I never would have guessed that I would have a passion for working on influenza research. After all, I am a maternal and child health (MCH) epidemiologist by training, and the bulk of my experience a decade ago was in child and adolescent mental health.
However, during the 2009-10 influenza pandemic, pregnant women were hospitalized and dying from flu-related complications at an alarmingly high rate. The public was scared. Researchers and clinicians were puzzled because these critically ill—yet otherwise healthy—women were not among either the very young or elderly populations that the flu traditionally impacted the most. Here was my chance to get involved in something new, yet also relevant to my beloved field of MCH!
Not surprisingly, the high rates of hospitalization and death in the 2009 pandemic provided a renewed sense of urgency to influenza research and messaging about the importance of flu vaccination. At that time, Abt joined the research effort as a clinical coordinating center for two studies of high-risk populations. We have since greatly expanded our capabilities and expertise. We now support:
- Clinical research on vaccine effectiveness.
- Surveillance on flu vaccination coverage among high risk populations, including pregnant women.
- Oversight and support of pandemic preparation activities.
- Coordination of an immunogenicity trial comparing various types of influenza vaccines on the market.
- Development and implementation of cognitive computing methods for systematic processing of large volumes of quantitative and qualitative vaccine data.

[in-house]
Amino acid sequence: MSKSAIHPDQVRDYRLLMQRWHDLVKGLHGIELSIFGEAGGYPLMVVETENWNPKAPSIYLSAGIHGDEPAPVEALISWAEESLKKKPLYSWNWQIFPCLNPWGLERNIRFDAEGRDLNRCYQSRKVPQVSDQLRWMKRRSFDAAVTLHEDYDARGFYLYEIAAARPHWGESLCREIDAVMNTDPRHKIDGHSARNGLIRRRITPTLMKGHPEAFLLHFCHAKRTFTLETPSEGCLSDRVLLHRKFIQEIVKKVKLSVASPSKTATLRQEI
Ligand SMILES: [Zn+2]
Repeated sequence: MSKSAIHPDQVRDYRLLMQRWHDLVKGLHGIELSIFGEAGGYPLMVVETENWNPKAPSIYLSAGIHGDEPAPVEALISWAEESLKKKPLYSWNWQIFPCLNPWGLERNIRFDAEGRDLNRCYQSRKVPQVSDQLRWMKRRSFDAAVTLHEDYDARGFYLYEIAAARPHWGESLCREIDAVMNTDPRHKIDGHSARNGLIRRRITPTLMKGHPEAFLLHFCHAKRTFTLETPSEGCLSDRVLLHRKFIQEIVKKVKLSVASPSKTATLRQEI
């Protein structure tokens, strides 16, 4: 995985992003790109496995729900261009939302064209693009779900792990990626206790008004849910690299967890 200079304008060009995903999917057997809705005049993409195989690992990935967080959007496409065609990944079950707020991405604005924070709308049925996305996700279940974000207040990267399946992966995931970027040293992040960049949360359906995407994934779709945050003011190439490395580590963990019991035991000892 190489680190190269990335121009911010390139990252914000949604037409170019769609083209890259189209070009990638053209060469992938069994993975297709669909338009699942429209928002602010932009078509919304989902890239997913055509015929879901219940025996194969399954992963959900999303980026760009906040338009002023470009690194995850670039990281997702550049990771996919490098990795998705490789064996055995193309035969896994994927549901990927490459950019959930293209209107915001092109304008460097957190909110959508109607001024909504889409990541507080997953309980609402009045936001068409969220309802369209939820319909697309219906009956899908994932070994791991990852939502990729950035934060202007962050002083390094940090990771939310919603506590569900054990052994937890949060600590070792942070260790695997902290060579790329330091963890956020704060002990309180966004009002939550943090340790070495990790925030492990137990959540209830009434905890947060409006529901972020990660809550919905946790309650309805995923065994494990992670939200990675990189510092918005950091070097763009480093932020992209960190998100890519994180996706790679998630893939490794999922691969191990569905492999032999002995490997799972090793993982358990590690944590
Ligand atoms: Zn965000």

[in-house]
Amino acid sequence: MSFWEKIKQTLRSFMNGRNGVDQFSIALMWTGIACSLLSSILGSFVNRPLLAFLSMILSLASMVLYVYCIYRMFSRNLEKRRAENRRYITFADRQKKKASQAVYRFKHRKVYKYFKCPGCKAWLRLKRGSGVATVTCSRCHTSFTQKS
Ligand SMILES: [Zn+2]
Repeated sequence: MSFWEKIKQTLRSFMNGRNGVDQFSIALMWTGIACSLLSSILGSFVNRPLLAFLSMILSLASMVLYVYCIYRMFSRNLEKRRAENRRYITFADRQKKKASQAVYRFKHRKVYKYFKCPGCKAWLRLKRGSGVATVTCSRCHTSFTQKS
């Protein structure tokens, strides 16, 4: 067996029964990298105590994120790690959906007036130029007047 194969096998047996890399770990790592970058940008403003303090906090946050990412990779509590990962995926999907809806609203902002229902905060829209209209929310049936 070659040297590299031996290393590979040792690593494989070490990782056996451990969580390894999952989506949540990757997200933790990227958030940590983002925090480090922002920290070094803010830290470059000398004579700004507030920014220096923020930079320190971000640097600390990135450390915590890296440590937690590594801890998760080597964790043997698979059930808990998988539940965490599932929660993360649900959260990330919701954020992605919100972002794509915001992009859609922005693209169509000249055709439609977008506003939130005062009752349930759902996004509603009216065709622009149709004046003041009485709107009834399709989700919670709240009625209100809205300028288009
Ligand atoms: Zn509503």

While involved in these exciting, timely and important projects, I have had the good fortune to learn from many of the leaders in flu research across the globe. I have come to recognize the successes and challenges facing not only influenza researchers but also the general population and the clinicians who care for them. For example, I now appreciate more thoroughly why it is so difficult to develop a vaccine that more closely matches the ever-evolving influenza strains circulating in a given season.
I better understand that our clients and clinicians struggle with the best way to encourage vaccination in an increasingly anti-vaccination atmosphere. That task is all the more challenging when the annual vaccine effectiveness rate is far from straight-forward and frankly never seems to be very convincing to the general public. And I appreciate the difficult task of tweaking flu vaccination messages, year after year, in the hope of achieving the vaccination rates outlined in Healthy People 2020.
It is often said in the influenza research and clinical community that it is not a question of if but, rather, when the next influenza pandemic will occur. With a global community comes the ever-increased risk of the rapid spread and far-reaching devastation of a novel virus. However, that same global community enables researchers with a passion for influenza research to come together to share knowledge and data.
Abt, for example, recently facilitated and supported the formation of PREVENT, a multi-country Pregnancy Influenza Vaccine Effectiveness Network to examine flu incidence, vaccine effectiveness and associated outcomes among pregnant women. This collaboration promotes comprehensive and accurate flu surveillance as well as studies with larger sample sizes that are more generalizable to the greater population.
Studies such as these help us understand the best way to prevent flu and poor health outcomes among those most at risk. The global village is thus a double-edged sword for influenza and influenza research. It makes the future both unpredictable and extremely hopeful. My colleagues and I are making every effort to ensure that knowledge and appropriate vaccinations are disseminated around the world faster than the influenza virus.